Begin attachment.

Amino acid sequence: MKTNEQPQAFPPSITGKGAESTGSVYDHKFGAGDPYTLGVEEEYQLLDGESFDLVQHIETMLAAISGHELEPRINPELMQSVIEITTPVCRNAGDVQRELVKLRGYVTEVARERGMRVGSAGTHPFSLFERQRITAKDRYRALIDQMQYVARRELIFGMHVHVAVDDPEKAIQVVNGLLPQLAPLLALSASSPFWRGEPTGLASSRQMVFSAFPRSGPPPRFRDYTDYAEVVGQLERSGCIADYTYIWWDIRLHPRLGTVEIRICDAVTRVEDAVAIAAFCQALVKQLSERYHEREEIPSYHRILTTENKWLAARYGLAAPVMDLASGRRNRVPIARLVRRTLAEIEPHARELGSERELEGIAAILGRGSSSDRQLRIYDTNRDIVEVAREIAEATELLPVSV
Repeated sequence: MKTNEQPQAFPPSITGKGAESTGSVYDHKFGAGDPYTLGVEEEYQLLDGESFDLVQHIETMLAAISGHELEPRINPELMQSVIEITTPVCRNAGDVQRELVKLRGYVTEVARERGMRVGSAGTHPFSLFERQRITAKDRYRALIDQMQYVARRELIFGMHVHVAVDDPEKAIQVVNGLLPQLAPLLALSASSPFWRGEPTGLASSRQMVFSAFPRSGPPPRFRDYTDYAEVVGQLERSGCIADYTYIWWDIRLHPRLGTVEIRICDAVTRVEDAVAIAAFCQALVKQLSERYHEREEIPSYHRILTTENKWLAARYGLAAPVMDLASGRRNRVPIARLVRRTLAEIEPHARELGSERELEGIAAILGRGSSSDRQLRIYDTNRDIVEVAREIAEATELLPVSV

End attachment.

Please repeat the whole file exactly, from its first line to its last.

Amino acid sequence: MKTNEQPQAFPPSITGKGAESTGSVYDHKFGAGDPYTLGVEEEYQLLDGESFDLVQHIETMLAAISGHELEPRINPELMQSVIEITTPVCRNAGDVQRELVKLRGYVTEVARERGMRVGSAGTHPFSLFERQRITAKDRYRALIDQMQYVARRELIFGMHVHVAVDDPEKAIQVVNGLLPQLAPLLALSASSPFWRGEPTGLASSRQMVFSAFPRSGPPPRFRDYTDYAEVVGQLERSGCIADYTYIWWDIRLHPRLGTVEIRICDAVTRVEDAVAIAAFCQALVKQLSERYHEREEIPSYHRILTTENKWLAARYGLAAPVMDLASGRRNRVPIARLVRRTLAEIEPHARELGSERELEGIAAILGRGSSSDRQLRIYDTNRDIVEVAREIAEATELLPVSV
Repeated sequence: MKTNEQPQAFPPSITGKGAESTGSVYDHKFGAGDPYTLGVEEEYQLLDGESFDLVQHIETMLAAISGHELEPRINPELMQSVIEITTPVCRNAGDVQRELVKLRGYVTEVARERGMRVGSAGTHPFSLFERQRITAKDRYRALIDQMQYVARRELIFGMHVHVAVDDPEKAIQVVNGLLPQLAPLLALSASSPFWRGEPTGLASSRQMVFSAFPRSGPPPRFRDYTDYAEVVGQLERSGCIADYTYIWWDIRLHPRLGTVEIRICDAVTRVEDAVAIAAFCQALVKQLSERYHEREEIPSYHRILTTENKWLAARYGLAAPVMDLASGRRNRVPIARLVRRTLAEIEPHARELGSERELEGIAAILGRGSSSDRQLRIYDTNRDIVEVAREIAEATELLPVSV